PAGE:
[Feature request] Allow destructuring patterns in `const` and `static`

Hi! I'm trying to move a bulk of computation into compile time and I have the following pattern:

const fn expensive_computation<T, U, V>() -> (T, U, V);

So, few values (three tables of different types and sizes) are being computed at the same time and depend on each other. And then I want to declare the constants:

const (A, B, C): (T, U, V) = expensive_computation();

The problem is that this syntax is not valid in Rust. The workaround I have is

const A: T = expensive_computation().0;
const B: U = expensive_computation().1;
const C: V = expensive_computation().2;

But this is both not elegant and slows down the compilation by a significant margin because now I have to compute the same set of values three times instead of just one. It would be awesome if the tuple destructuring syntax was available for constants: the compile-time evaluation and syntax would get much cleaner.

More context of how I encountered this and real-world case for this feature: long running const eval unusable in practice · Issue #93481 · rust-lang/rust · GitHub

7 Likes

Is the performance just as bad if the whole computation is first assigned to one const?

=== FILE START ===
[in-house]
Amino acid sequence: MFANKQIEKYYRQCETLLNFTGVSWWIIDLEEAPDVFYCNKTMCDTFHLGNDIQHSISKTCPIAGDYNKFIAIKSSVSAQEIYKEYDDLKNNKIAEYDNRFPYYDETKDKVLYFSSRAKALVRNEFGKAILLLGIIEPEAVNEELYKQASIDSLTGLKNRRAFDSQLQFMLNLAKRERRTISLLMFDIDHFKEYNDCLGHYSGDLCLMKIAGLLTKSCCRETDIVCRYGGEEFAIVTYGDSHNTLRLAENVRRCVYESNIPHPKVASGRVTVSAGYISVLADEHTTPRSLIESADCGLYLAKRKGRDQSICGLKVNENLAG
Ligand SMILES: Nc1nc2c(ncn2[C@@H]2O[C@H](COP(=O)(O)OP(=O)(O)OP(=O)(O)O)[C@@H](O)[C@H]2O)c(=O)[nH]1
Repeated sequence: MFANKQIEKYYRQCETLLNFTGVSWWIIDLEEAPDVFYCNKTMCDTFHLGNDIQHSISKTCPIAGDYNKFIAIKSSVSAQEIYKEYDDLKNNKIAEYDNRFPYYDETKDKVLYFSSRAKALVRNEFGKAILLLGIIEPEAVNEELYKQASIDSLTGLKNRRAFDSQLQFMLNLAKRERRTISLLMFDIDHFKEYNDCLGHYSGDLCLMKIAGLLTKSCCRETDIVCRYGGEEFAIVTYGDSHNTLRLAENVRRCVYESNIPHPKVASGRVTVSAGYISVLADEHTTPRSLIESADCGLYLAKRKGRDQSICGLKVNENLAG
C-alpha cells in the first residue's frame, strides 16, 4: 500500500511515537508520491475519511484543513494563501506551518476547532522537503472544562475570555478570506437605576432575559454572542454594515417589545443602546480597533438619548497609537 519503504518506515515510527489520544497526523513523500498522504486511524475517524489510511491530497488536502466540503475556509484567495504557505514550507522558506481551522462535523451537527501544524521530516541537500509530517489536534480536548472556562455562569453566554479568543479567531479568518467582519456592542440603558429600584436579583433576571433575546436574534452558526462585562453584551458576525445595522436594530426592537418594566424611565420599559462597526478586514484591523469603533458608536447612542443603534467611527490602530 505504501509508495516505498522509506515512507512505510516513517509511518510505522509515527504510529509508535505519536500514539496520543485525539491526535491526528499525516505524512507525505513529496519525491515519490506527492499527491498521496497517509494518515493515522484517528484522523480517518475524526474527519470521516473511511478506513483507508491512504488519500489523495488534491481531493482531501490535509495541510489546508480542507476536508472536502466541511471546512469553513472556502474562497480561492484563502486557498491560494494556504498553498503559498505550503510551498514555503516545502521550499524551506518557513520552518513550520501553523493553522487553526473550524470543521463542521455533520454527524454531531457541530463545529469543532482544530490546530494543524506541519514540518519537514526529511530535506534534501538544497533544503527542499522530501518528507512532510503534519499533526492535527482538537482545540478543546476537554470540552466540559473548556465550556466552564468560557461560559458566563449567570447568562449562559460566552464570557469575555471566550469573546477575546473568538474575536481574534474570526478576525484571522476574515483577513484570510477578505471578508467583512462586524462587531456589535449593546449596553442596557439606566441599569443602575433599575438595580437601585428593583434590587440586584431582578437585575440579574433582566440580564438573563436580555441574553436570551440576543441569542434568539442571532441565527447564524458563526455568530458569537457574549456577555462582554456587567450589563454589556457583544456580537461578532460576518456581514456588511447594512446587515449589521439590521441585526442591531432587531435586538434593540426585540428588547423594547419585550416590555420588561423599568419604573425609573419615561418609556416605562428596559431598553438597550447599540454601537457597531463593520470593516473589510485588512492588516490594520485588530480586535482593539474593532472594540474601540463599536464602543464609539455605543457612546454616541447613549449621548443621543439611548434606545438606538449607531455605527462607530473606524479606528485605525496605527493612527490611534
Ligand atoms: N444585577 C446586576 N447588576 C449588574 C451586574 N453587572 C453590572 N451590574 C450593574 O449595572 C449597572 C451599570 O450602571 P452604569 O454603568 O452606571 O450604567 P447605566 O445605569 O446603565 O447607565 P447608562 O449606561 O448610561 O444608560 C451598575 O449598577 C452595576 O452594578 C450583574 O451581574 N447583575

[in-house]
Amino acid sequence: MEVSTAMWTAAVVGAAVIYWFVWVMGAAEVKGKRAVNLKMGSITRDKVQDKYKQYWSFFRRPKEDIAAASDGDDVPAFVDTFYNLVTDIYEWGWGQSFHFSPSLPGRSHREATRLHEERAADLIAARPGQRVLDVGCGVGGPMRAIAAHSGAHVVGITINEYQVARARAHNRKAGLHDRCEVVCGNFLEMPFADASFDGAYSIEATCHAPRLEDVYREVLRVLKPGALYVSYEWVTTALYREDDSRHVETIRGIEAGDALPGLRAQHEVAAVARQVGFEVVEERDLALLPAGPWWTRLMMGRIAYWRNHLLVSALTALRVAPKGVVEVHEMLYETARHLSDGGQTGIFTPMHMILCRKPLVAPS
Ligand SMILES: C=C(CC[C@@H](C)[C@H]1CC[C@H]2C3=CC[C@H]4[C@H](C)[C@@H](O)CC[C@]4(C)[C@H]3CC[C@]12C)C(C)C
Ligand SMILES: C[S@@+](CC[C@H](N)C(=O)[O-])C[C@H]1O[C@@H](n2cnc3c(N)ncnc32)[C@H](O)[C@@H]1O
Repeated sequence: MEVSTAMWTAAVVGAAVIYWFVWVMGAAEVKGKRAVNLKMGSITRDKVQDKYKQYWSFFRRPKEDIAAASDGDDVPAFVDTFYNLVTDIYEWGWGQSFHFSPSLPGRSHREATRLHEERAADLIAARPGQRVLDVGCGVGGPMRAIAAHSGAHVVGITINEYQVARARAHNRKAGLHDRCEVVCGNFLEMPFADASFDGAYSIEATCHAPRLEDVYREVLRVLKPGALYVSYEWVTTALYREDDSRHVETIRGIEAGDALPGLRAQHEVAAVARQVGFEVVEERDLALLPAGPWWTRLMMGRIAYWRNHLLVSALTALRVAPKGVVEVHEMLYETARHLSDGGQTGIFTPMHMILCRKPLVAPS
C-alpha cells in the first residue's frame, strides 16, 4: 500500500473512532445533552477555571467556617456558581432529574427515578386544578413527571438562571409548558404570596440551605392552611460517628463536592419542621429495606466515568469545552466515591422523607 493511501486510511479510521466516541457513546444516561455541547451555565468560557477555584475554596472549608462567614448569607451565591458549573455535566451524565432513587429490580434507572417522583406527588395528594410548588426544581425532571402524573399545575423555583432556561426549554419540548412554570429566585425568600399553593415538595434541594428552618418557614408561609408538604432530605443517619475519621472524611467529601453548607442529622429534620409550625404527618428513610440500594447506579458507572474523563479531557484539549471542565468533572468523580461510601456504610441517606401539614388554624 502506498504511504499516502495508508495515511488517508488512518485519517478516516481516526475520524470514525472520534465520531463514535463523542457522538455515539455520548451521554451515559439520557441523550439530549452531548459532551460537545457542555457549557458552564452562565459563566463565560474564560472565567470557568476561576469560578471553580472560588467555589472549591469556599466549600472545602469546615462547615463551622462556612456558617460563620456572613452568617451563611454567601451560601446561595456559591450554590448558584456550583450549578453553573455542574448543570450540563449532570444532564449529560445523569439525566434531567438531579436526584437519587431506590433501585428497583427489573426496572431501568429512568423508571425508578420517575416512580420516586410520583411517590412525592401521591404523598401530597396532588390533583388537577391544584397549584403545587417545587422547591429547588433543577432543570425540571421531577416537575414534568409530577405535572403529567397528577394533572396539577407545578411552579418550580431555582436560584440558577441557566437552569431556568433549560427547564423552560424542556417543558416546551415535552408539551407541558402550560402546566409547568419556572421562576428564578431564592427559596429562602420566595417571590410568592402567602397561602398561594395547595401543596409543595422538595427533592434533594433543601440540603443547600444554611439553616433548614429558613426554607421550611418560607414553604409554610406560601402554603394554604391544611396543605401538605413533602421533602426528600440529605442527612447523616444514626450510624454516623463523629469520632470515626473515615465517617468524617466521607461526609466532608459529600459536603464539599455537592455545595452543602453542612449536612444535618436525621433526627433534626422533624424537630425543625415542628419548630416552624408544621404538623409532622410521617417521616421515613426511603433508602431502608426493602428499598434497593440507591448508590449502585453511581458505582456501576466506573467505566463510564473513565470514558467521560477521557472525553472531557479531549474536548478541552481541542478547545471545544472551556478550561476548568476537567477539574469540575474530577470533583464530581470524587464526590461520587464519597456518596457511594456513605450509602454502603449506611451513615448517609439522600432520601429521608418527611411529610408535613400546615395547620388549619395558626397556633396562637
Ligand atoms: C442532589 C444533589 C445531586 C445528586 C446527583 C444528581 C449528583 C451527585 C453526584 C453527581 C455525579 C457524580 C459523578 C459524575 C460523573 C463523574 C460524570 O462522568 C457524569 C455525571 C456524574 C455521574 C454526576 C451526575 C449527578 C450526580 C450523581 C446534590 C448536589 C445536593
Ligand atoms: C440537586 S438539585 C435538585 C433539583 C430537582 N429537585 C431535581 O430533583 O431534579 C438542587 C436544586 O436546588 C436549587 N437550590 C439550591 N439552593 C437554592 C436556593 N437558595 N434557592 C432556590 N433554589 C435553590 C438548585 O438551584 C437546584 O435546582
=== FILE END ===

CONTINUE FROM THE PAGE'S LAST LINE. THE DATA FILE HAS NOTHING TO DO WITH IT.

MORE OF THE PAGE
E.g.

const ABC: (T, U, V) = expensive_computation();
const A = ABC.0;
const B = ABC.1;
const C = ABC.2;

Edit: Some quick test on my laptop makes it seem as if introducing another const like this does improve performance significantly.

4 Likes

I think the way to do this would not make tuples special, but allow all destructuring patterns. That is, const and static are currently defined to take only identifiers:

Constant items:

ConstantItem : const ( IDENTIFIER | _ ) : Type ( = Expression )? ;

Static items:

StaticItem : static mut ? IDENTIFIER : Type ( = Expression )? ;

But perhaps they could take a pattern like let statements:

LetStatement : OuterAttribute * let PatternNoTopAlt ( : Type )? ( = Expression )? ;

7 Likes

Seems reasonable to allow any irrefutable pattern.

6 Likes

Out of curiosity, why can't (doesn't) the compiler cache the result of a const function?

Is there any reason not to allow irrefutable patterns? It seems like an obvious thing to do here — I don't think anyone would dispute its usefulness.

4 Likes

I suppose it could memoize it. But right now I think it just does that with const items.

Good point, thanks! That would kind of solve my problem but the larger problem would still be there, so I think it'll be valuable to allow destructuring patterns in consts in general.

Good point, I will update the title!

This topic was automatically closed 90 days after the last reply. New replies are no longer allowed.